[vi] Gladwell, Malcolm. (2002). The Tipping Point: How Little Things Can Make A Big Difference. Boston: Bay Back Books.
[vii] Bergmann, Frank. (Jul 2004). Napster & The Music Industry. ESADE Business School at Barcelona.
[viii] Francis, Abbey. (Aug 2011). Case Study: Business Model of Napster. MBA Knowledge Base.
[ix] Kıranoğlu, Gülbin. (2016). Copyright and the Internet: The case of Napster. Journal of Human Sciences. Volume: 13. Issue: 2.
[x] Recording Industry Association of America. (2019). About RIAA. Recording Industry Association of America.
[xi] Blackowicz, Jeremy U. (2001). RIAA V. NAPSTER: Defining Copyright for the 21st Century. Boston University.
[xii] The Associated Press. (Feb 2001). Timeline of Events in Napster Case. The Associated Press.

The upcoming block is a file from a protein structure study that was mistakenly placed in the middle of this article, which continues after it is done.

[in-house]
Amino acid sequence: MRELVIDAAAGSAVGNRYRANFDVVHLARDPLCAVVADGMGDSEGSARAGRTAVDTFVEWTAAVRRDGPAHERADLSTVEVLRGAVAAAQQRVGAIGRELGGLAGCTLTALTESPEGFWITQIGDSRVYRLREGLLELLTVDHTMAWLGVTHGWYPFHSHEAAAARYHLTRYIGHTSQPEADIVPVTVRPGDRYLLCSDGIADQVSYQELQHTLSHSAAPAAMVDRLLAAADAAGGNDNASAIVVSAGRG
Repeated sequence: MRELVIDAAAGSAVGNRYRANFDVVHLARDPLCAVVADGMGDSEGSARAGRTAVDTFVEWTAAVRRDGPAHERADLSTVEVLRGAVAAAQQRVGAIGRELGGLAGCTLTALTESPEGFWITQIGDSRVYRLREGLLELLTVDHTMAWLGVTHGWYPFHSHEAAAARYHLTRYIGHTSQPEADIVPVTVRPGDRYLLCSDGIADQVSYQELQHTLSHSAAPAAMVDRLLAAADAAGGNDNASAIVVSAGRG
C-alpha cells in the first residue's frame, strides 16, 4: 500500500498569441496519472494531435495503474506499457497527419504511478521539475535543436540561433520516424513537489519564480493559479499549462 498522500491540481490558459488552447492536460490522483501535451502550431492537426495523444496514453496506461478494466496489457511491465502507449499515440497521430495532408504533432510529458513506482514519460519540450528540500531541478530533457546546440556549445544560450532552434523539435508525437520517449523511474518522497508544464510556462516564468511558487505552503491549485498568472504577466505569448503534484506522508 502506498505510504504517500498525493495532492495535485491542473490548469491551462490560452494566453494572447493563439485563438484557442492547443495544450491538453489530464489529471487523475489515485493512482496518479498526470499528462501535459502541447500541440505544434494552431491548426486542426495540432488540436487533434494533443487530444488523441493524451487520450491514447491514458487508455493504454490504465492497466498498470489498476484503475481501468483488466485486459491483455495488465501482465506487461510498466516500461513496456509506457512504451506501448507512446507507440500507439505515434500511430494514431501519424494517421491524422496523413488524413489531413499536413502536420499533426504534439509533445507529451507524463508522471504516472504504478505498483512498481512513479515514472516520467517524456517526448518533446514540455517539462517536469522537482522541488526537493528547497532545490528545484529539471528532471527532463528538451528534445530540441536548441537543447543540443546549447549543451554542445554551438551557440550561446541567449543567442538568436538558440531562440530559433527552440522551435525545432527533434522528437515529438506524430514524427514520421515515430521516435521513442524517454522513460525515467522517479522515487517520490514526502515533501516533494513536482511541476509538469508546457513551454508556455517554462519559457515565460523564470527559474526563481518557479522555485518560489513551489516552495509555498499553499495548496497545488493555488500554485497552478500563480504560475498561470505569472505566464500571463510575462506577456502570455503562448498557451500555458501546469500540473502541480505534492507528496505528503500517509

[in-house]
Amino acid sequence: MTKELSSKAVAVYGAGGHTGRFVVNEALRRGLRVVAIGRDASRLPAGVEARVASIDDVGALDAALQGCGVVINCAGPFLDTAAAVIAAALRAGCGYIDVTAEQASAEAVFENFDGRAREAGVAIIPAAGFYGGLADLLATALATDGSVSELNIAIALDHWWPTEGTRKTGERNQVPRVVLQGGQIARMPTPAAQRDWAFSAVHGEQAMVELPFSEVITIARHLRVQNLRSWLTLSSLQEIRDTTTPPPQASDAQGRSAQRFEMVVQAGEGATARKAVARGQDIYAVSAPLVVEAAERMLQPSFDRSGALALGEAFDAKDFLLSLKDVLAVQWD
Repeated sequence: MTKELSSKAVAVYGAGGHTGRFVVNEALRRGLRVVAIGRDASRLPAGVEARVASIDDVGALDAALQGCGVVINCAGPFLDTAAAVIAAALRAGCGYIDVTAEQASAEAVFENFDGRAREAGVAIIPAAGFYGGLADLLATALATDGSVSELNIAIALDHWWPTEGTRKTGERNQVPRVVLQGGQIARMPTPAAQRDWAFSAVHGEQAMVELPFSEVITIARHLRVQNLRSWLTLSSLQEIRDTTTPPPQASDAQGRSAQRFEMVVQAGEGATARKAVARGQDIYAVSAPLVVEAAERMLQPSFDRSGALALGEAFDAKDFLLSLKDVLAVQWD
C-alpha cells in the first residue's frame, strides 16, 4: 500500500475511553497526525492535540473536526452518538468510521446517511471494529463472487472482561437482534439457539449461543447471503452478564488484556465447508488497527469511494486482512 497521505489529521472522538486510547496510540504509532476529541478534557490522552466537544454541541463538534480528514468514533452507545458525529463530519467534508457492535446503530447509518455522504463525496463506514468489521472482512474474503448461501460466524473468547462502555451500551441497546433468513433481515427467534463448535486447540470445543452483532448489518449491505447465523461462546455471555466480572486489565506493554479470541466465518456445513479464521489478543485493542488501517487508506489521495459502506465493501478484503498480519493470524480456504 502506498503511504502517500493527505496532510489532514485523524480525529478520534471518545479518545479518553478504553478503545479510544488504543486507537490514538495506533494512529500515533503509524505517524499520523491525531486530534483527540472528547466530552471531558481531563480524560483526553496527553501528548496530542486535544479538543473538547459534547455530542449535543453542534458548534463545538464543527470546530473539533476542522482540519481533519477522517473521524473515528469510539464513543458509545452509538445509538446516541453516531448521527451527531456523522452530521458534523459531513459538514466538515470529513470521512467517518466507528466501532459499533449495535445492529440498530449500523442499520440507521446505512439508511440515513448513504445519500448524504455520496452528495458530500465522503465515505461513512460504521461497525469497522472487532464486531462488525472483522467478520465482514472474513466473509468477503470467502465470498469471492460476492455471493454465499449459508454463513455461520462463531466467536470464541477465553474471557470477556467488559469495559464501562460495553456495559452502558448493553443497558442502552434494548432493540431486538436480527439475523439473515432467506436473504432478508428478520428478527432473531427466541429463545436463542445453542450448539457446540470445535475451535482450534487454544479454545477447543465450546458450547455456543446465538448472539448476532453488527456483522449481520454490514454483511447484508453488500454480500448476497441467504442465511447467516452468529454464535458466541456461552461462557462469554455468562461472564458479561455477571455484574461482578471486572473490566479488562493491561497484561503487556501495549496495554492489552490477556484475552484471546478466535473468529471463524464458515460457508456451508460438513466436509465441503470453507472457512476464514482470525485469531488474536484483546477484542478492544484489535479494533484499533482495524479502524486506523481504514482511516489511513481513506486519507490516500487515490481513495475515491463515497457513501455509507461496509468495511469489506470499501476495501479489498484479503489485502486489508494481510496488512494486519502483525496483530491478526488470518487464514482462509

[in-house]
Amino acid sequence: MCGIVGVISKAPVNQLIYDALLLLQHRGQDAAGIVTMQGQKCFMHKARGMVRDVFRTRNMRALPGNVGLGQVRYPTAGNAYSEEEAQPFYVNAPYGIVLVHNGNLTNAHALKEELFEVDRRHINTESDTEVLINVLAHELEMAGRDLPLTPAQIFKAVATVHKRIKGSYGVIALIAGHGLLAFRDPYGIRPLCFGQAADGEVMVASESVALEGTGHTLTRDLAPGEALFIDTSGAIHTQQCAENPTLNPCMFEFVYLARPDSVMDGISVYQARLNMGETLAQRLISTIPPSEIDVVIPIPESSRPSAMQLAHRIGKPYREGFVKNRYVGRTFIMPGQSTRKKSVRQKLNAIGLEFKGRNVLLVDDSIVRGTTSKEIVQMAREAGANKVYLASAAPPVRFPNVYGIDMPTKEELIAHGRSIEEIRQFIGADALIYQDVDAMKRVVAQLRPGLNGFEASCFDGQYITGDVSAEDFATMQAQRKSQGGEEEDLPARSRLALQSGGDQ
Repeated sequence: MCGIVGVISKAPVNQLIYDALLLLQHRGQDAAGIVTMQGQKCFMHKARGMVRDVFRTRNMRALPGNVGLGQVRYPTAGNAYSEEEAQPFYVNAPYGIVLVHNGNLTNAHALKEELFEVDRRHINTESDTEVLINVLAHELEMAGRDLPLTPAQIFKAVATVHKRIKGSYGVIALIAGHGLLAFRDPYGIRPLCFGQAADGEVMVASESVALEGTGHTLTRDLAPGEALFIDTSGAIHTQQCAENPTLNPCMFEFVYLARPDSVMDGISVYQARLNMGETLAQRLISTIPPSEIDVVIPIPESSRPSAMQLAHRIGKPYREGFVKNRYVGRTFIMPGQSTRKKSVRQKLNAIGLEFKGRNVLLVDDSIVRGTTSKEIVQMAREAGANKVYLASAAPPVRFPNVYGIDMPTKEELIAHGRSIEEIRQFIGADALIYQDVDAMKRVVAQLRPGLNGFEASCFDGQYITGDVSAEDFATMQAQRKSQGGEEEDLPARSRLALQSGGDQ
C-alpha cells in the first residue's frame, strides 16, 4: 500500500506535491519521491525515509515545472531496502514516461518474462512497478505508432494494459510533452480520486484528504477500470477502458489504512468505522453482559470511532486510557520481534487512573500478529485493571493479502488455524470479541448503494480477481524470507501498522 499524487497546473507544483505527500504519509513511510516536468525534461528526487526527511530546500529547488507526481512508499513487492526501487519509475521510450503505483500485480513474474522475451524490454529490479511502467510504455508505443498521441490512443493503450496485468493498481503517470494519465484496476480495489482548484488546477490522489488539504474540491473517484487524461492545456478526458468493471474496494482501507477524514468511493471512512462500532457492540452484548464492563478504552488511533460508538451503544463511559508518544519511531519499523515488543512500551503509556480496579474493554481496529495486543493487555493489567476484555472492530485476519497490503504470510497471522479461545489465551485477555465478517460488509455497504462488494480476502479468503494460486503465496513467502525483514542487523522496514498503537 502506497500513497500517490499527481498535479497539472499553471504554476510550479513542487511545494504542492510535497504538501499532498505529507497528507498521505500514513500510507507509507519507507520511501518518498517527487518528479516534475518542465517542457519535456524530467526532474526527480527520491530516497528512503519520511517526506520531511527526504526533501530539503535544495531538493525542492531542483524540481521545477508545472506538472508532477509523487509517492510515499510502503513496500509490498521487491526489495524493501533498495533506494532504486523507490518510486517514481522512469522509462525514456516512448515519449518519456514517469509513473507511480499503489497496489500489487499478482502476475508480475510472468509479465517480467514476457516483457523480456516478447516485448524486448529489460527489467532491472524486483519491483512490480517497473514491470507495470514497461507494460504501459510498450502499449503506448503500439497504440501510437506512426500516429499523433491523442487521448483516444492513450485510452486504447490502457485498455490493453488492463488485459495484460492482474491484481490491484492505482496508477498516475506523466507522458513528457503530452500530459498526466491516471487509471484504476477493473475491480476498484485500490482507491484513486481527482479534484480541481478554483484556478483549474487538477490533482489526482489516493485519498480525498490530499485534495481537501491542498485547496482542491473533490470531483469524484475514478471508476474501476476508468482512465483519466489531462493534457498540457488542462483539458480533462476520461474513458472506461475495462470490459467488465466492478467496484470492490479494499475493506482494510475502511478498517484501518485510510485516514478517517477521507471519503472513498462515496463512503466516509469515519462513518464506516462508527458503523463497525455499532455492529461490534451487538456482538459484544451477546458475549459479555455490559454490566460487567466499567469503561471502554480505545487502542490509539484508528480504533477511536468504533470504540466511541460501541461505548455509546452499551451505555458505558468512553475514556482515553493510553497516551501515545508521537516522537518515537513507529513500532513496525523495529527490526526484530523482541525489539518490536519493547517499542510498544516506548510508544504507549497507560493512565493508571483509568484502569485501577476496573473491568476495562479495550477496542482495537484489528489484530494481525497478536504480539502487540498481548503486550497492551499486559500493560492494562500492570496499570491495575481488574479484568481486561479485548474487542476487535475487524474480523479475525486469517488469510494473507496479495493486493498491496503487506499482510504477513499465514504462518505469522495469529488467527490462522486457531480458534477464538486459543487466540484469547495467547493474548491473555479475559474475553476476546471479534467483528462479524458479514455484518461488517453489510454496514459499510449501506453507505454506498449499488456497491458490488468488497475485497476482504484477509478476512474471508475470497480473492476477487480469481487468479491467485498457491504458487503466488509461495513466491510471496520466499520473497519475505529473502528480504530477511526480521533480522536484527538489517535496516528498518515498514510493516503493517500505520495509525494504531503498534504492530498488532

[xiii] Washington University in St. Louis. (Aug 2013). Case Study: A&M Records, Inc. v. Napster, Inc. Washington University in St. Louis School of Law.
[xiv] Richtel, Matt. (Feb 2001). The Napster Decision: The Overview; Appellate Judges Back Limitations on Copying Music. The New York Times.
[xv] A&M RECORDS, INC. v. Napster, Inc. 239 F. 3d 1004. (2001). United States Court of Appeals, 9th Circuit.
[xvi] U.S. Copyright Office. Chapter 101: Digital Audio Recording Devices and Media. United States Copyright Office.
[xvii] McIntyre, Hugh. (Mar 2018). The Piracy Sites That Nearly Destroyed The Music Industry: What Happened to Napster. Forbes.
[xviii] Suskind, Alex. (Jul 2017). 15 Years After Napster: How the Music Service Changed the Industry. The Daily Beast.